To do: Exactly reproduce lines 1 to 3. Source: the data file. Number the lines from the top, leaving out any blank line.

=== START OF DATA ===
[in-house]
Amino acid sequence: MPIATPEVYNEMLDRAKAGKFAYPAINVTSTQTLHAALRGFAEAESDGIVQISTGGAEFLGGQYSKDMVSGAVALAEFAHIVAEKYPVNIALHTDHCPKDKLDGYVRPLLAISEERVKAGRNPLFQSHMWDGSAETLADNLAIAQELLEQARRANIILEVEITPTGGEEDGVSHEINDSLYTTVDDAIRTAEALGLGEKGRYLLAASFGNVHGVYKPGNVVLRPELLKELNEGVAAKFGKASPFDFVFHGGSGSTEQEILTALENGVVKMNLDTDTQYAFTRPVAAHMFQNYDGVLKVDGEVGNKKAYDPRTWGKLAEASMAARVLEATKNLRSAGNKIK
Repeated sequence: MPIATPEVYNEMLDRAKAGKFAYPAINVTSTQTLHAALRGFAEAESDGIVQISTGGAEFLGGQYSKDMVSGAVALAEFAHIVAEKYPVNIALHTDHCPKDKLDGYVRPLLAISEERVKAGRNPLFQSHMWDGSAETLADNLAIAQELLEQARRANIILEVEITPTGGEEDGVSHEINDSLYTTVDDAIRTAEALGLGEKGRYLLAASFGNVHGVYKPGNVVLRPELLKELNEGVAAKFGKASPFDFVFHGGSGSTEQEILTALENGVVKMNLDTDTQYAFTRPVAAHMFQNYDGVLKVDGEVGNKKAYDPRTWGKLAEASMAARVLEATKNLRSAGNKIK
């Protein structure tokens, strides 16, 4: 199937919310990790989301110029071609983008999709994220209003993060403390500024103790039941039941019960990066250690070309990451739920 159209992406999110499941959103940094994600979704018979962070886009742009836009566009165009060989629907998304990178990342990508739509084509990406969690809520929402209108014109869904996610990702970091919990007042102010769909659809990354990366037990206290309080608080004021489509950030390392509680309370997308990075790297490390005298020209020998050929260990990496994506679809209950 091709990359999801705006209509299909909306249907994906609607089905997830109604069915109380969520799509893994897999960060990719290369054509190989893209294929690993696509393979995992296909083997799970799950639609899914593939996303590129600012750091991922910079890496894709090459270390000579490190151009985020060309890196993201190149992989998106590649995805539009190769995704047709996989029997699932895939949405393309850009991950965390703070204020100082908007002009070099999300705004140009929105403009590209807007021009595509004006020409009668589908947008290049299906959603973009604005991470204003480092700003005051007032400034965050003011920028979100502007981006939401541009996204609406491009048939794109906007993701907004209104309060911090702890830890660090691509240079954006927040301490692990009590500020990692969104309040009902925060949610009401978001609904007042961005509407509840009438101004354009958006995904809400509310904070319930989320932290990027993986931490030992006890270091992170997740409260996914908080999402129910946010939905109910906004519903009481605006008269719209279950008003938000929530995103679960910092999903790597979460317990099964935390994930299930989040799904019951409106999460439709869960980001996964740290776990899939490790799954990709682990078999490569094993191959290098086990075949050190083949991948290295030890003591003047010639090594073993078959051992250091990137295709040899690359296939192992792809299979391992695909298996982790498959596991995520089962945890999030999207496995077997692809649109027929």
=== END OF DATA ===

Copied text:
[in-house]
Amino acid sequence: MPIATPEVYNEMLDRAKAGKFAYPAINVTSTQTLHAALRGFAEAESDGIVQISTGGAEFLGGQYSKDMVSGAVALAEFAHIVAEKYPVNIALHTDHCPKDKLDGYVRPLLAISEERVKAGRNPLFQSHMWDGSAETLADNLAIAQELLEQARRANIILEVEITPTGGEEDGVSHEINDSLYTTVDDAIRTAEALGLGEKGRYLLAASFGNVHGVYKPGNVVLRPELLKELNEGVAAKFGKASPFDFVFHGGSGSTEQEILTALENGVVKMNLDTDTQYAFTRPVAAHMFQNYDGVLKVDGEVGNKKAYDPRTWGKLAEASMAARVLEATKNLRSAGNKIK
Repeated sequence: MPIATPEVYNEMLDRAKAGKFAYPAINVTSTQTLHAALRGFAEAESDGIVQISTGGAEFLGGQYSKDMVSGAVALAEFAHIVAEKYPVNIALHTDHCPKDKLDGYVRPLLAISEERVKAGRNPLFQSHMWDGSAETLADNLAIAQELLEQARRANIILEVEITPTGGEEDGVSHEINDSLYTTVDDAIRTAEALGLGEKGRYLLAASFGNVHGVYKPGNVVLRPELLKELNEGVAAKFGKASPFDFVFHGGSGSTEQEILTALENGVVKMNLDTDTQYAFTRPVAAHMFQNYDGVLKVDGEVGNKKAYDPRTWGKLAEASMAARVLEATKNLRSAGNKIK